A substantial portion of the ore at Darwin is oxidized, and it is interesting to note that partially oxidized ore has been encountered in the deepest levels of the mine, and stopes of oxidized ore have been mined in all levels.
Early investigators attributed the mineralization at Darwin to contact metasomatism related to intrusion of the Darwin stock. However, the principal Darwin orebodies occur not at the stock contact but generally a few to several hundred feet to the west. The stock is essentially unaltered, weakly pyritic and exhibits only minor endoskarn development at the contact. Skarns do not occur in equivalent sedimentary rocks on the eastern or southern contacts of the stock.
The most recent publications on Darwin geology (Newberry, 1987; Newberry et al, 1991) attribute the lead-silver-zinc (but not the scheelite) bedded replacement, skarn and fissure ore in the district to a younger intrusive event, characterized by granite porphyry and aplite. That this felsic intrusive event is measurably younger than the Darwin stock is proven by the fact that quartz porphyry cuts the Davis thrust. Rocks of this suite are present as dikes and pods both within and outside the stock; as the matrix of igneous breccias containing stock and scheelite-bearing skarn clasts; and as the core facies of igneous- and skarn-matrix breccia pipes. Newberry’s isotopic and mineral zoning studies rule out a genetic tie between the Pb-Ag-Zn skarns and the Darwin stock; structural evidence indicates the skarns postdate the pluton by at least 20 Ma. Recognition of this younger intrusive phase as the principal mineralizing event was one of the main premises for the 1991 exploration effort by Western Zinc JV.
Scheelite may have originally developed in garnet skarns at the main contact and have been remobilized with the later deposition of the base metal ores; the scheelite, particularly in the 433-435 stope, is intimately mixed with oxidized argentiferous lead and silver mineralization.
The surface geologic map included as Fig. 2 in Newberry et al (1991) indicates several localities where rocks of the granite porphyry suite crop out on the ridge above the Darwin mine workings, including a prominent zoned breccia pipe, about 500 by 700 feet in size, above the first bend in the Radiore Tunnel at N16,800 E6,000 (references are to the Anaconda mine grid). Other occurrences include several smaller outcrops on the crest of the ridge between the Bernon and Copper fissures at N18,000 E5,500, and a well developed pipe of porphyry and skarn matrix breccia which cuts the stock east of the Independence mine at about N19,400 E5,800. In the Anaconda progress report (Newberry, 1980) six “skarn pipes” are mentioned.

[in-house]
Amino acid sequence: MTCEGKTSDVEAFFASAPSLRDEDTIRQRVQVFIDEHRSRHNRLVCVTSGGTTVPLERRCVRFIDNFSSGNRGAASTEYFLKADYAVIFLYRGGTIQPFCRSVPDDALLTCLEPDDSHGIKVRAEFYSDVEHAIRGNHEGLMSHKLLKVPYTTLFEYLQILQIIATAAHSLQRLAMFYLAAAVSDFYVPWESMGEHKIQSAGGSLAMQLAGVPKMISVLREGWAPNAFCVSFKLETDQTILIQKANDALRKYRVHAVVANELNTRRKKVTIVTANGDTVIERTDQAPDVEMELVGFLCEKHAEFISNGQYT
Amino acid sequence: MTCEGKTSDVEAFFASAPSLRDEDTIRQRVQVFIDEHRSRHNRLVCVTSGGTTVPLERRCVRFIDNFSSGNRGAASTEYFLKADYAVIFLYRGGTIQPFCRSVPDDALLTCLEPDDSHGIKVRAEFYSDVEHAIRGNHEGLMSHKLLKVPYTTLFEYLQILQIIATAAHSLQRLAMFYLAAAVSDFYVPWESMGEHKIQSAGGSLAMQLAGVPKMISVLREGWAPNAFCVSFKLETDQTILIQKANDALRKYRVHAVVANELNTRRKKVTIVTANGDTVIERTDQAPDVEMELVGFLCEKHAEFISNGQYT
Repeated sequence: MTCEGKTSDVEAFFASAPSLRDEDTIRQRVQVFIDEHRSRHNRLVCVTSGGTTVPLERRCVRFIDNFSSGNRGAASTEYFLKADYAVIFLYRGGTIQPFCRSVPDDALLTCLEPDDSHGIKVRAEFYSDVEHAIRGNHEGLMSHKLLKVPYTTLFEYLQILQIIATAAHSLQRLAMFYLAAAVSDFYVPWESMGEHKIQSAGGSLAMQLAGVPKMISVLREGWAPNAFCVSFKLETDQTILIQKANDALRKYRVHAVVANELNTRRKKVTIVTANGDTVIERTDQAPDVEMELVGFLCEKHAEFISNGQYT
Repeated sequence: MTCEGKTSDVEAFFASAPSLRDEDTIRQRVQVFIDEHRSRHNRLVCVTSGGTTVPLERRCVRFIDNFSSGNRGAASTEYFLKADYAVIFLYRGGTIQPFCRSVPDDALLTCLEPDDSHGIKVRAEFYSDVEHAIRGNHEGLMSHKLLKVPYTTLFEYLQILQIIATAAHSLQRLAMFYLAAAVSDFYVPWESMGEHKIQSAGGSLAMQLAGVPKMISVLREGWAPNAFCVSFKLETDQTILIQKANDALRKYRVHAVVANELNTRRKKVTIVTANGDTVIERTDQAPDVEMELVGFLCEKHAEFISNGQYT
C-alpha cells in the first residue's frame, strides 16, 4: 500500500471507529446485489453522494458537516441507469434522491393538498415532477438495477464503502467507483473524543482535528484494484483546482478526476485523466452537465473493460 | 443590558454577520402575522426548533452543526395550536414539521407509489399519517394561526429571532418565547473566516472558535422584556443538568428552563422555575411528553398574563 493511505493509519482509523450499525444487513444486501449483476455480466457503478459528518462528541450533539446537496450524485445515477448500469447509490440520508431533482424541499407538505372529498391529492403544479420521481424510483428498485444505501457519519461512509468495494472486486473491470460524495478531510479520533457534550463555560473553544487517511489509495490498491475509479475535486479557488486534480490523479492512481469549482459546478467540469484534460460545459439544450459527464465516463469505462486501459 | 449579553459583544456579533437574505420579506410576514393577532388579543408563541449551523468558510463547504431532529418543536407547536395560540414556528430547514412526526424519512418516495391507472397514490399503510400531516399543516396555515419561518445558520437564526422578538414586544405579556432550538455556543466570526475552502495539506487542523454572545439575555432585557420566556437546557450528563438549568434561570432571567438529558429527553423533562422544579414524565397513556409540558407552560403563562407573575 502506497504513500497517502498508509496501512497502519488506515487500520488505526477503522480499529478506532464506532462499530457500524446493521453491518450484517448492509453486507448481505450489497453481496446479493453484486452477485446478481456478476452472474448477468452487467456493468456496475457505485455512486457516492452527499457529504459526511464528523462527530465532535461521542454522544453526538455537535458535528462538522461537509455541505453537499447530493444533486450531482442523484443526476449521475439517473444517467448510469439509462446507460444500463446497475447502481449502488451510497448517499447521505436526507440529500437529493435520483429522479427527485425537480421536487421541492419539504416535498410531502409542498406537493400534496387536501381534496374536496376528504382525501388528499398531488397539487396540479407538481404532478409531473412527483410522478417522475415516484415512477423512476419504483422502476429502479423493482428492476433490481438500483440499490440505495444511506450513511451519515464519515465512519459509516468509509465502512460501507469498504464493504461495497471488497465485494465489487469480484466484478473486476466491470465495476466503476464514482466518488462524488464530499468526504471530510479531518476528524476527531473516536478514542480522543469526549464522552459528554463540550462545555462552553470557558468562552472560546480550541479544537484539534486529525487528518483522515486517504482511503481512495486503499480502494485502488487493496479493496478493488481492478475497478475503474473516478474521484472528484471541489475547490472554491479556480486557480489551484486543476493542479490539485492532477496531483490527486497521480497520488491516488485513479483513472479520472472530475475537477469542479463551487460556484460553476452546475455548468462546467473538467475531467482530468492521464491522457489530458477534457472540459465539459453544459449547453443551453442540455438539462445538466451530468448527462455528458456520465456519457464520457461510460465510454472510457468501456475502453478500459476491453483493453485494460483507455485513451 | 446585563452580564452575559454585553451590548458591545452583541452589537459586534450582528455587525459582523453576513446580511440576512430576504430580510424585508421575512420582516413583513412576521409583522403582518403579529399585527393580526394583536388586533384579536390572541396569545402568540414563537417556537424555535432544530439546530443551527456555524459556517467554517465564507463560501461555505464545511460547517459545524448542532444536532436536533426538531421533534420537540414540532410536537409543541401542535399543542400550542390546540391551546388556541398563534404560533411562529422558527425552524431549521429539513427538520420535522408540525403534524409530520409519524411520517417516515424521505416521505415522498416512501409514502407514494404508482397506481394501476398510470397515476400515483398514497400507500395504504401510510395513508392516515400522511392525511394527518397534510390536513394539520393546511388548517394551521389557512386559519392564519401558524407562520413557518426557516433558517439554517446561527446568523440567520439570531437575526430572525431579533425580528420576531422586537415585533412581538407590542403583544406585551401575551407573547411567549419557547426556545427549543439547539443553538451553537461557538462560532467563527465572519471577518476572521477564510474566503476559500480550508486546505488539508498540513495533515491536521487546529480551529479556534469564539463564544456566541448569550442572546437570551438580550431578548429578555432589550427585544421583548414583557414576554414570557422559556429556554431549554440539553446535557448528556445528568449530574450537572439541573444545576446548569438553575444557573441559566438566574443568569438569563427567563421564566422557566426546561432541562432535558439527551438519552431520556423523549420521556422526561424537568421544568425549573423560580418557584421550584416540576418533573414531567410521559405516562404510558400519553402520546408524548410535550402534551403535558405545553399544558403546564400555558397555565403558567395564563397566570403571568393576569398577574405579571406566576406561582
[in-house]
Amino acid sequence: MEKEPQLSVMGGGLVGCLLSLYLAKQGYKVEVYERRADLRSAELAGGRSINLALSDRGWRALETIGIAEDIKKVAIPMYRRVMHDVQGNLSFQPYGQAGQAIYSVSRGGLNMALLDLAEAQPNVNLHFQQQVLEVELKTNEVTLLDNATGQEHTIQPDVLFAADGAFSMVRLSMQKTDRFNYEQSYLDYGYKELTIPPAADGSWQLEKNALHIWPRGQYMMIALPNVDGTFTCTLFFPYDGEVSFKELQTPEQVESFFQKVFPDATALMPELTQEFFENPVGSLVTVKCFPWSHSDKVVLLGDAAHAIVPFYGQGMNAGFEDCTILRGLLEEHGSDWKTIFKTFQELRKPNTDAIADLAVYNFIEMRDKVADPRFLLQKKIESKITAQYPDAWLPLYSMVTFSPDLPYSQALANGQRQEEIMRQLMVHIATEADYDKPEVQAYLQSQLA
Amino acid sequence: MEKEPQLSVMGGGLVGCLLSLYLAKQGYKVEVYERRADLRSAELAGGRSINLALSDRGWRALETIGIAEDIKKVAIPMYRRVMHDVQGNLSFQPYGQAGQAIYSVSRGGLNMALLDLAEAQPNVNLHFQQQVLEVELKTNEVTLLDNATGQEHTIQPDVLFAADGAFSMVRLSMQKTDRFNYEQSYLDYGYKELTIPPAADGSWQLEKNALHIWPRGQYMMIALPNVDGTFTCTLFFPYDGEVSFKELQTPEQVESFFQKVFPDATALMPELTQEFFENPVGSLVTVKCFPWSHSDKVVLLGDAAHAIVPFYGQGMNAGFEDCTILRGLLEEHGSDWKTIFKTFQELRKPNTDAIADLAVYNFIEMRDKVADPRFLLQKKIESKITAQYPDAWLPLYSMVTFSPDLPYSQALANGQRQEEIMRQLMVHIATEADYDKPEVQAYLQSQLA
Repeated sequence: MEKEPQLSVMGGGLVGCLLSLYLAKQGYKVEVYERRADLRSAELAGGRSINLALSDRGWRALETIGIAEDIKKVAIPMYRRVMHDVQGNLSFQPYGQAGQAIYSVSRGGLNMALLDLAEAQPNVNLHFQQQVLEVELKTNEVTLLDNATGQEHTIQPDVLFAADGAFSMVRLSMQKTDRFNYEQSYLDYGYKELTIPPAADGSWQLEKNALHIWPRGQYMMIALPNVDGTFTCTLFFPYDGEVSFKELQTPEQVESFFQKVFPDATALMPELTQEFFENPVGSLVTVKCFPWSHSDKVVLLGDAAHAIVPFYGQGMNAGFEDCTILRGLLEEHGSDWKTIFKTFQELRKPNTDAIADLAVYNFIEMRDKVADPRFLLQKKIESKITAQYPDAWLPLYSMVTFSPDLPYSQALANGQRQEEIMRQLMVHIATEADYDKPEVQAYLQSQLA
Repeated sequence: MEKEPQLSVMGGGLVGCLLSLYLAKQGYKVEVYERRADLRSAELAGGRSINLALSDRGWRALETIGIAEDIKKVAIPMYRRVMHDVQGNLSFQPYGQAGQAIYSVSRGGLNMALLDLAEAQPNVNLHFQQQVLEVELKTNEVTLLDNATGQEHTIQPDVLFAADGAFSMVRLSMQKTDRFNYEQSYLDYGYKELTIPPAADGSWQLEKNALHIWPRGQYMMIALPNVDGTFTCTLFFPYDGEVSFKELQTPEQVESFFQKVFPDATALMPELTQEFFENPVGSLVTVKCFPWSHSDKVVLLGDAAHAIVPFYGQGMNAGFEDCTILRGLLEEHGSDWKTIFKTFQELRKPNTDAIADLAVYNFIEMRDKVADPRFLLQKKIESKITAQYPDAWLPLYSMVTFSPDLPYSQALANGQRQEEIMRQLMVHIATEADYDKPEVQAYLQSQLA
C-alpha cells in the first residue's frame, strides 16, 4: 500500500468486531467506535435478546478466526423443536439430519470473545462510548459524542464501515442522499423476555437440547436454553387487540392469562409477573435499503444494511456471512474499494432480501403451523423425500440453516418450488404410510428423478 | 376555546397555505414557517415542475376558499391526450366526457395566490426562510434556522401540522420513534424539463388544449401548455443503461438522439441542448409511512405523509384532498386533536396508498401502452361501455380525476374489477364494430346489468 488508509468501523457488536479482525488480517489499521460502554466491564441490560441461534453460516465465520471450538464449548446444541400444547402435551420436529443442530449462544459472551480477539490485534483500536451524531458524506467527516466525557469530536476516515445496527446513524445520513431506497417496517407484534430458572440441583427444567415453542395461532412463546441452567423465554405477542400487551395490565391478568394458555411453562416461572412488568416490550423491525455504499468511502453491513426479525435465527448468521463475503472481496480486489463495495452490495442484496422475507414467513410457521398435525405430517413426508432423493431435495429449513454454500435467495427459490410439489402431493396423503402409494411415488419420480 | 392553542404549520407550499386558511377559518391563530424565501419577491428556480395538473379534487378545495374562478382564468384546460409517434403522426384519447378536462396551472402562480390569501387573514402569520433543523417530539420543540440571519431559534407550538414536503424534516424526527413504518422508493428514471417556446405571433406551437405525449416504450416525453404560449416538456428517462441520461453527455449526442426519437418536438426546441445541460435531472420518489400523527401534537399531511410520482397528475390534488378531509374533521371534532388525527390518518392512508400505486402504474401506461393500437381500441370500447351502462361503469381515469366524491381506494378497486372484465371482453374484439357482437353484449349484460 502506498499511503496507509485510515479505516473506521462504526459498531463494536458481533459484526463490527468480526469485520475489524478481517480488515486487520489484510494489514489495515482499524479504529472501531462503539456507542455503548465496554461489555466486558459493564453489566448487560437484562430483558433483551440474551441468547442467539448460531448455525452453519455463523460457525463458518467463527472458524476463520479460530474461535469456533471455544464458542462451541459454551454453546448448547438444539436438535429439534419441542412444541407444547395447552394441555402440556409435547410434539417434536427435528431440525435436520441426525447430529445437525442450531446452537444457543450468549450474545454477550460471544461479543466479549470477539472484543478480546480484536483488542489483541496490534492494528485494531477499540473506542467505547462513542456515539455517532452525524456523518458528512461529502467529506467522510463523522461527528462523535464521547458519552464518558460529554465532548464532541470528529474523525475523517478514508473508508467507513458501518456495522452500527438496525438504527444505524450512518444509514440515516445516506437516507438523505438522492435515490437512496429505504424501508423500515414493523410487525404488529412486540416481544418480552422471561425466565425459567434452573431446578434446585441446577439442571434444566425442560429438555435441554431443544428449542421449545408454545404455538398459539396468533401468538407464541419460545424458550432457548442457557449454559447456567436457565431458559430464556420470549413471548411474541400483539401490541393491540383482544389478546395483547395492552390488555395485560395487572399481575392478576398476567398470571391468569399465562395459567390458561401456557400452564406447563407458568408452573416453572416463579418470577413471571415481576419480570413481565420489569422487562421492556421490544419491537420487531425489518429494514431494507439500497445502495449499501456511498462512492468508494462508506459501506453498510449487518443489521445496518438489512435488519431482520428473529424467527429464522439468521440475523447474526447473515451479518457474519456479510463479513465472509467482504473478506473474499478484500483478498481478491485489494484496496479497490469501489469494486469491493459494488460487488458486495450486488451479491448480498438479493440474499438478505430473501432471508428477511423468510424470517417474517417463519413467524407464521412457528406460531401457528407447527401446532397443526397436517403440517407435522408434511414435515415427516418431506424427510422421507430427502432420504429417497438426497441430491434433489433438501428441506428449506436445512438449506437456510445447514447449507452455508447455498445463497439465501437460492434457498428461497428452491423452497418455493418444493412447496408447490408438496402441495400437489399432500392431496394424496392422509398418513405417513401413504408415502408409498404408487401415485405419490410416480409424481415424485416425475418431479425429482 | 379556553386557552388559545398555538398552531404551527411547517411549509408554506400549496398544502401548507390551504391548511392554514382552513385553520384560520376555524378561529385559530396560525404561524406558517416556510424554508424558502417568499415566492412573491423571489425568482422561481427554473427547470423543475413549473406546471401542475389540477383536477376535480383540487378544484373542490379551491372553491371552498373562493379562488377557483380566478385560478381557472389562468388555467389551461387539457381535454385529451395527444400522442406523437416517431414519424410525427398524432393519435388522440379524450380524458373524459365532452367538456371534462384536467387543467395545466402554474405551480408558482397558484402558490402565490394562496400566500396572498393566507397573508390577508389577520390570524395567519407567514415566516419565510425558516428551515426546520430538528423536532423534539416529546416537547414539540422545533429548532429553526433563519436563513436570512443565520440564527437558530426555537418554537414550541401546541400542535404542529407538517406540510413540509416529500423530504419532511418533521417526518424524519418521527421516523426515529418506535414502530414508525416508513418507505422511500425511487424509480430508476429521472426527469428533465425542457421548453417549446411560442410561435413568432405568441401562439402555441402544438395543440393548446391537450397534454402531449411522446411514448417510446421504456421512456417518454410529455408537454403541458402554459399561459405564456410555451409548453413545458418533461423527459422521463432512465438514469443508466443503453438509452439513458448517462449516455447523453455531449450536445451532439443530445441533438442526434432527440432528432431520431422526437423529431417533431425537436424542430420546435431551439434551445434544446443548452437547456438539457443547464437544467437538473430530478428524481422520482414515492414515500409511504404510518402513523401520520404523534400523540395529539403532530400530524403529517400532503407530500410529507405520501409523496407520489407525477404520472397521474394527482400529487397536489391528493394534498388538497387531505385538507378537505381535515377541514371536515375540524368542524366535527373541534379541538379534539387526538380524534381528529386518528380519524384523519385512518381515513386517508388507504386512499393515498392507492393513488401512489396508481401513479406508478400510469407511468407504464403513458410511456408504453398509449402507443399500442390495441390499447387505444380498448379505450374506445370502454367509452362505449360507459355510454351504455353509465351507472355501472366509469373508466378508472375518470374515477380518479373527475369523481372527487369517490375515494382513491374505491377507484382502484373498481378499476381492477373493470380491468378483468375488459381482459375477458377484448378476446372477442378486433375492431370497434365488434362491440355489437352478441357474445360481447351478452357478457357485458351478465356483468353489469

Mineral deposits in the Darwin mine consist of lead-silver-zinc bearing, steeply dipping fissure veins, bedding replacements, and steeply plunging breccia pipes with a matrix composed of garnet-pyroxene skarn and igneous clasts. The pipes are locally cored by irregular quartz porphyry bodies. Tungsten (scheelite) occurs in veins and thin skarns on the contact of the Darwin stock in the Darwin mine and elsewhere in the district, and locally is intimately mixed with bedded replacement ore in the mine, particularly in the 433-435 stope area.
Lead-silver ore mined in the district in the early days was near the surface and secondarily enriched, but only remnants of these bodies remains. A large, but unknown, portion of the ore mined by Anaconda and other later operators was oxidized, and mixed oxide-sulfide ore persists in the lowest levels of the mine.
Geological structure and ore controls within the several deposits which comprise the Darwin mine is very complex, and some of the relationships between the deposit types to lithology, first- and second-order folds, crosscutting fault structures which appear to be major ore controls, and the late aplite/quartz porphyry intrusive event which appears to be the source of the lead-silver-zinc mineralization are still not well understood. Individual orebodies of all types which have been mined by Anaconda and other operators are generally small but high grade, may be bounded by faults, intrusive rock and lithologic boundaries – or may have assay walls. Orebodies were usually discovered by following a drill intercept. Review of many reports in the Darwin mine office suggests that Anaconda was able to project at best a year’s reserve; the projected tonnage was based on past experience within the system and knowledge of the geology in the area of one or two drill intercepts. It is apparent in comparison of recommendations for stope development and later production records that the operator rarely knew how much was there until the stope was mined out.
Other deposit types related to the Darwin mine orebodies have been suggested by several investigators (Wilson, 1983; Newberry, 1991; Hahn, 1991-92; Brown?, 2002, and others.) As mentioned above in “History” Quintana and others reviewed the district for bulk-mineable gold, without much encouragement. The existence of a porphyry copper deposit, gradation into copper-zinc skarns, or higher zinc developed at the roots of the quartz porphyry cored breccia bodies have been postulated. The research by Newberry and Wilson for Anaconda and later published, proved that the lead-silver-zinc mineralization is younger than the Darwin stock and is related to the later felsic event. They also documented the mineral and metal zoning, both concentrically around the quartz porphyry breccia pipes and vertically. The skarn/breccia bodies in most cases expand with depth, but the total sulfide content decreases. This work, and the research by Western Zinc JV (Hahn, 1992) proves that the zinc/lead increases downward in and around the Defiance and Essex pipes, and that zinc and copper also increase with depth.